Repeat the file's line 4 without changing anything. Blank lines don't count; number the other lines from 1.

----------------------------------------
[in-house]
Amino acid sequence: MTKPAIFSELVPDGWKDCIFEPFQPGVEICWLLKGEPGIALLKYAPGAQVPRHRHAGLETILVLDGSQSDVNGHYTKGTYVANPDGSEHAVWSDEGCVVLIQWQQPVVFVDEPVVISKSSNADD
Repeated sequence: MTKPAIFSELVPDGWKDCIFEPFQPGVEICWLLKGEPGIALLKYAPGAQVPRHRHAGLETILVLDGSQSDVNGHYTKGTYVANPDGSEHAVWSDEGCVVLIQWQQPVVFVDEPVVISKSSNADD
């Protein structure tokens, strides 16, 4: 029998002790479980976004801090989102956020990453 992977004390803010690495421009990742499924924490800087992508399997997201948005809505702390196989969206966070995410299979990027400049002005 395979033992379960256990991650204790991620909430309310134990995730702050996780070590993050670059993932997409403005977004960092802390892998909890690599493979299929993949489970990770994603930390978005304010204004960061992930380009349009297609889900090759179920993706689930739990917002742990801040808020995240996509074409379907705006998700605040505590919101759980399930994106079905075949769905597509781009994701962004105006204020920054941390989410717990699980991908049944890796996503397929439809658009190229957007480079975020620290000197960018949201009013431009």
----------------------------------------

């Protein structure tokens, strides 16, 4: 029998002790479980976004801090989102956020990453 992977004390803010690495421009990742499924924490800087992508399997997201948005809505702390196989969206966070995410299979990027400049002005 395979033992379960256990991650204790991620909430309310134990995730702050996780070590993050670059993932997409403005977004960092802390892998909890690599493979299929993949489970990770994603930390978005304010204004960061992930380009349009297609889900090759179920993706689930739990917002742990801040808020995240996509074409379907705006998700605040505590919101759980399930994106079905075949769905597509781009994701962004105006204020920054941390989410717990699980991908049944890796996503397929439809658009190229957007480079975020620290000197960018949201009013431009």